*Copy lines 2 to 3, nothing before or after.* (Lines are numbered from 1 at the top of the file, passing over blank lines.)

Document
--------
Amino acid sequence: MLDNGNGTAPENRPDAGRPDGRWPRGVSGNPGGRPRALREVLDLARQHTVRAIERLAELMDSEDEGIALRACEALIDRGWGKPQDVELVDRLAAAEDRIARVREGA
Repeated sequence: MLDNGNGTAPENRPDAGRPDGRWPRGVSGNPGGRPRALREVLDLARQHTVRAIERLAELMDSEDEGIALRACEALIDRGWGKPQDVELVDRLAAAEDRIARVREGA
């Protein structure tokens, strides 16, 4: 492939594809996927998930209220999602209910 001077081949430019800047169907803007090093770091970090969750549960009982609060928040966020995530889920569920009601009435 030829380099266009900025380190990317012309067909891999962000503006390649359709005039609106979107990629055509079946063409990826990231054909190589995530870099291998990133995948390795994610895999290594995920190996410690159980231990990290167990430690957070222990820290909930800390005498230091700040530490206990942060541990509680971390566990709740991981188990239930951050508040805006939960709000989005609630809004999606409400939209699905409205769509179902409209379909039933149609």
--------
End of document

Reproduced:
Repeated sequence: MLDNGNGTAPENRPDAGRPDGRWPRGVSGNPGGRPRALREVLDLARQHTVRAIERLAELMDSEDEGIALRACEALIDRGWGKPQDVELVDRLAAAEDRIARVREGA
């Protein structure tokens, strides 16, 4: 492939594809996927998930209220999602209910 001077081949430019800047169907803007090093770091970090969750549960009982609060928040966020995530889920569920009601009435 030829380099266009900025380190990317012309067909891999962000503006390649359709005039609106979107990629055509079946063409990826990231054909190589995530870099291998990133995948390795994610895999290594995920190996410690159980231990990290167990430690957070222990820290909930800390005498230091700040530490206990942060541990509680971390566990709740991981188990239930951050508040805006939960709000989005609630809004999606409400939209699905409205769509179902409209379909039933149609």